4. Ability to learn new things. If patients can learn a new game, discuss a recent book or article that interested them, or master a new technology, then they are unlikely to have dementia. This is because the most common forms of dementia degrade the frontal cortex’s ability to lay down new pathways early on in the disease.

Diagnosis of AD

While imaging is not considered routine for screening or even for diagnosis, it is still used by some physicians when attempting to establish a diagnosis. MRI is the best way to discern whether there is global atrophy or specific lobe atrophy. A CT scan is best for ruling out space-occupying lesions and identifying areas with neurofibrillary tangles (higher numbers in AD) and beta-amyloid plaques (a pathological sign of AD).

Diagnosis of AD is still largely clinical rather than test-based. While certain biomarkers, such as presence of the APOE-4 gene, can reflect increased risk, they are not causative and therefore are of limited use in routine testing. Imaging can reveal the presence of structural elements like neurofibrillary plaques in the brain; however, presence alone is not directly correlated to clinical presentation of disease, and imaging is too costly to use for routine screening. The best clinical evaluation tools remain cognitive screening tests. The Mini Mental Status Exam (MMSE) is the best known and most widely used; however, more recently developed tests like the Montreal Cognitive Assessment (MoCA) are more sophisticated and are just as easy to use.

Here are a few clinical pearls to keep in mind… Anosmia – loss of sense of smell – is potentially a clinical predictor for the development of Alzheimer’s10 or Lewy Body dementia (which has some overlap with Parkinson’s).11 Also, screen for possible changes in language use, as new research shows that degradation of language complexity – such as excessive repetition, use of filler words, and decrease in use of unique words – can be an early predictor of dementia.12


Pharmaceutical Medications

Anti-cholinesterase inhibitors (eg, donezepil, rivastigmine, galantamine) work by inhibiting the acetylcholinesterase enzyme, thereby increasing the amount of circulating acetylcholine (which is typically low in Alzheimer’s patients). These medications are optimally used when trying to keep a patient at home, since although they temporarily slow the decline and progression of symptoms, the effect is temporary – 6-12 months at best. NMDA receptor antagonists (eg, memantine) are used in moderate-to-severe AD, and work by blocking excess glutamate, which is neuro-excitatory. These drugs are also temporary in effect and carry strong side effects. They are often used in conjunction with anti-cholinesterase inhibitors.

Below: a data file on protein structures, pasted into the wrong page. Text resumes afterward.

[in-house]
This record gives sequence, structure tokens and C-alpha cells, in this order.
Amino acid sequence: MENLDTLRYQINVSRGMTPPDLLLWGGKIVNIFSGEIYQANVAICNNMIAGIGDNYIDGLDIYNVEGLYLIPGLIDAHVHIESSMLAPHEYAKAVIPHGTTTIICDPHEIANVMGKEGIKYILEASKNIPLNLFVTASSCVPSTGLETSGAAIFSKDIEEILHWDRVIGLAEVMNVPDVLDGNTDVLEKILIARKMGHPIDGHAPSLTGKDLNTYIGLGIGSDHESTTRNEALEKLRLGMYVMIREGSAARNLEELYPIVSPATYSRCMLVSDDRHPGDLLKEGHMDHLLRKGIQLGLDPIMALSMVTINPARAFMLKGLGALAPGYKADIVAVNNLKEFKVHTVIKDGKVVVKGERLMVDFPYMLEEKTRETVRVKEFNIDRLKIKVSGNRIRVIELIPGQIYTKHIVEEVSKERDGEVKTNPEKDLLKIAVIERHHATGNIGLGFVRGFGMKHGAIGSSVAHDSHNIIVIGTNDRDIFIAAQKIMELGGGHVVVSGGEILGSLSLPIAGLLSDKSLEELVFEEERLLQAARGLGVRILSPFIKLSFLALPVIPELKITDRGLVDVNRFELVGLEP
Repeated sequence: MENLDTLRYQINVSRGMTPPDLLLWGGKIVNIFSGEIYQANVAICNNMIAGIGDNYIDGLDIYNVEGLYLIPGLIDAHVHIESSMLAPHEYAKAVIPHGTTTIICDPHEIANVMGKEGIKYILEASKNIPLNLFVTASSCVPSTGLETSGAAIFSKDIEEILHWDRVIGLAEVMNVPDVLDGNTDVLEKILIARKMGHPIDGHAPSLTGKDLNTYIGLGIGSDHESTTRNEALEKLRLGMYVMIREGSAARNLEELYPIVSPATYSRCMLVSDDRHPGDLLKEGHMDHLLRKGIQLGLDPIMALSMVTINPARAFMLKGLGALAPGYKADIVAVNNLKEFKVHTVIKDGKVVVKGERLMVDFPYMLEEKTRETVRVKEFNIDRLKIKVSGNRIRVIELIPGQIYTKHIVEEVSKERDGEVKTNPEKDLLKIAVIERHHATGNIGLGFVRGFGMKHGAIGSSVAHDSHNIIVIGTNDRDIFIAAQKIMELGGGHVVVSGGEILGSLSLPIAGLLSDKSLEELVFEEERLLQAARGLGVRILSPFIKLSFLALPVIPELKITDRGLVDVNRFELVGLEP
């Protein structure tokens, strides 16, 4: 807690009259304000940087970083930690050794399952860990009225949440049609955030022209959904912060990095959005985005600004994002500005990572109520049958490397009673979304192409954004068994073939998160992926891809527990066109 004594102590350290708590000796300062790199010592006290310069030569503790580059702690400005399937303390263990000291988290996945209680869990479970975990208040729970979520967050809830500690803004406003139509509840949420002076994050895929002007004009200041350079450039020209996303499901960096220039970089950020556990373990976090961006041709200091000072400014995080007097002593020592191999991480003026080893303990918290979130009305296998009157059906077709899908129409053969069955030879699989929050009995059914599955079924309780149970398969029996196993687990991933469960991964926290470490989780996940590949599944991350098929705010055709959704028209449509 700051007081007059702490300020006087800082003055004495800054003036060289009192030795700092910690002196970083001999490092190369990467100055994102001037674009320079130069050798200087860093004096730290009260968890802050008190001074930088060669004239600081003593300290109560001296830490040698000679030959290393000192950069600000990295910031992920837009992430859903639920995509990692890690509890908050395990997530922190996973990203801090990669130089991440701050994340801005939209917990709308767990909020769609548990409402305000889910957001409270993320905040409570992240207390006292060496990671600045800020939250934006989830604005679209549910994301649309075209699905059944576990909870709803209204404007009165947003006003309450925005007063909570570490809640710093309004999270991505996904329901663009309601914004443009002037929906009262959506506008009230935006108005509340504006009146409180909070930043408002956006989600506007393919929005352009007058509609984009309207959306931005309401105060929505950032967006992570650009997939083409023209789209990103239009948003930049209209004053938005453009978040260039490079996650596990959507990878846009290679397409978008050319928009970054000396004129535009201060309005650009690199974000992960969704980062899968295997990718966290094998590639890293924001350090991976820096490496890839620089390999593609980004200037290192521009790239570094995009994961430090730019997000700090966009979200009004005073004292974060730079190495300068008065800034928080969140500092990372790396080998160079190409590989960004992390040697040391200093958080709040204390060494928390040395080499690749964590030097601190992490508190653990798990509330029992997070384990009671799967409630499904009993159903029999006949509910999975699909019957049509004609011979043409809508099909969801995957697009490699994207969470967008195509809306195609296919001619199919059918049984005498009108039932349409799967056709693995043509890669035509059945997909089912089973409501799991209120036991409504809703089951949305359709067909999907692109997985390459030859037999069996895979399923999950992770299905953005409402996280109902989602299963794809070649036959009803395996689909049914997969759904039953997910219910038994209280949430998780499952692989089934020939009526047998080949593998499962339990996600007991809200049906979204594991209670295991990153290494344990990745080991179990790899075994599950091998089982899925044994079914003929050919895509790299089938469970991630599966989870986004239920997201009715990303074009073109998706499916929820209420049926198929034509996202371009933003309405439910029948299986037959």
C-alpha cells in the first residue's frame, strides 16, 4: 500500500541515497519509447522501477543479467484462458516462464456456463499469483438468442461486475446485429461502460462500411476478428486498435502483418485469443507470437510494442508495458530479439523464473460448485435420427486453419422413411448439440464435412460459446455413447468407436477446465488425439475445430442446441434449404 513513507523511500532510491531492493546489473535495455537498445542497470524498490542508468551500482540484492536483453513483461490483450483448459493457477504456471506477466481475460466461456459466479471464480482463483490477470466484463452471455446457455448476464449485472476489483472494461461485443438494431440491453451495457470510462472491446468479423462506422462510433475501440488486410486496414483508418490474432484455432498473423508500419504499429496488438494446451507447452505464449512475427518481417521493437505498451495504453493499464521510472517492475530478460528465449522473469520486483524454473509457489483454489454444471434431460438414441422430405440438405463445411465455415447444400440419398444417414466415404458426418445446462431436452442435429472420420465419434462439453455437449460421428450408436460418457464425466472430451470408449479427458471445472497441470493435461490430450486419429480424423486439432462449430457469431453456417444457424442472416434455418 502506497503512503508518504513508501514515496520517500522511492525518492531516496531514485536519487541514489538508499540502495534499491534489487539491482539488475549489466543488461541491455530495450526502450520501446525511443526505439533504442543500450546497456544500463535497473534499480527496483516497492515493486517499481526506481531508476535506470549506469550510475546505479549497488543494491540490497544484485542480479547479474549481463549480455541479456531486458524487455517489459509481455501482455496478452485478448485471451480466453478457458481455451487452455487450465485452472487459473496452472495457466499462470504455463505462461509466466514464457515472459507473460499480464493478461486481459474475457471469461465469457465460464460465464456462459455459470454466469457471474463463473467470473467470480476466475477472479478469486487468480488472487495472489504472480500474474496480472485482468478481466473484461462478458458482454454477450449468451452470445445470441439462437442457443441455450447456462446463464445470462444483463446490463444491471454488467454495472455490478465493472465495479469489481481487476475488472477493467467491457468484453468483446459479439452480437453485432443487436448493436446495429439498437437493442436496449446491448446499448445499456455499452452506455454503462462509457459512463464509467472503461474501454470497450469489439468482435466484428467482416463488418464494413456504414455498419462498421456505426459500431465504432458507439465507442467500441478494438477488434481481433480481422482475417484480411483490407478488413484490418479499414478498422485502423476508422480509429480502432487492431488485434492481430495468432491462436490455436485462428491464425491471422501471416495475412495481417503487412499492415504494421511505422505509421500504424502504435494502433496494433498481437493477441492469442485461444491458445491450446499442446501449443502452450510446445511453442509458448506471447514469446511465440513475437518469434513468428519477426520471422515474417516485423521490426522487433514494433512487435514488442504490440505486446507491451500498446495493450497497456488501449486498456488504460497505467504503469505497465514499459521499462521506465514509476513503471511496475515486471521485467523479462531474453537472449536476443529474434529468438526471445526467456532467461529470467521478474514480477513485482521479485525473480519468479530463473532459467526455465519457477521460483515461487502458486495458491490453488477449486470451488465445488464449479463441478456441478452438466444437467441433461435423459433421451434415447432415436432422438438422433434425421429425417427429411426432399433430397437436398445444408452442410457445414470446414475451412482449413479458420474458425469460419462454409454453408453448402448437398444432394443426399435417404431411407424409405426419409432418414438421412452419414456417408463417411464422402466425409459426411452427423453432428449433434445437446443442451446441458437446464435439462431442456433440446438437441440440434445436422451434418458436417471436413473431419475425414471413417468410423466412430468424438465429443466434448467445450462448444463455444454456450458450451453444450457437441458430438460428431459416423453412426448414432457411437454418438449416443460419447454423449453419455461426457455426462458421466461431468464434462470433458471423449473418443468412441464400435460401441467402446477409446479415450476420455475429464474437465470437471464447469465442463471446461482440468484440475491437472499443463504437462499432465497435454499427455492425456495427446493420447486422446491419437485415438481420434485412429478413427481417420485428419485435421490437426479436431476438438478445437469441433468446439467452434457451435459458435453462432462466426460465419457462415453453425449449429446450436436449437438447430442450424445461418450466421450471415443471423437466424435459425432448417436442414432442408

Diet, Nutrition & Exercise

Fundamentally, like many diseases, AD responds well to a low-glycemic,13 anti-inflammatory diet. This approach may affect epigenetic expression of the APOE-4 gene, as well as increase clearance of beta-amyloid plaques. There is some evidence of a connection between AD and herpes simplex virus-1 (HSV-1),14 so maintenance of an L-lysine-rich diet for affected patients may be of benefit. Coconut oil has often been cited anecdotally as being useful for patients with a variety of neurodegenerative diseases. The literature is not supportive at this time, but given the low risk associated with regular consumption of coconut oil, I often advocate that patients use this in their daily cooking. Caffeine consumption, coffee in particular,15 has been linked to both short- and long-term cognitive health, so is easily recommended unless contraindicated by other comorbidities, such as atrial fibrillation or chronic insomnia.

Exercise is a critical component of care for patients trying to prevent AD or are living with the disease. Physical exercise mediates effects of common possible contributory illnesses. It also decreases risk factors for those diseases, notably hypertension and type 2 diabetes. It increases cerebral blood flow and production of neurotrophins (eg, brain derived neurotrophic factor, or BDNF). Exercise decreases the risk of dementia while increasing cognitive performance. The bottom line is that exercise helps – any form of exercise – and all patients (and their doctors) should be active every single day.

Substantial clinical benefit can be derived from employing the dietary changes listed above, getting daily exercise, and improving sleep quality and quantity. See Table 1 if additional treatments are deemed appropriate.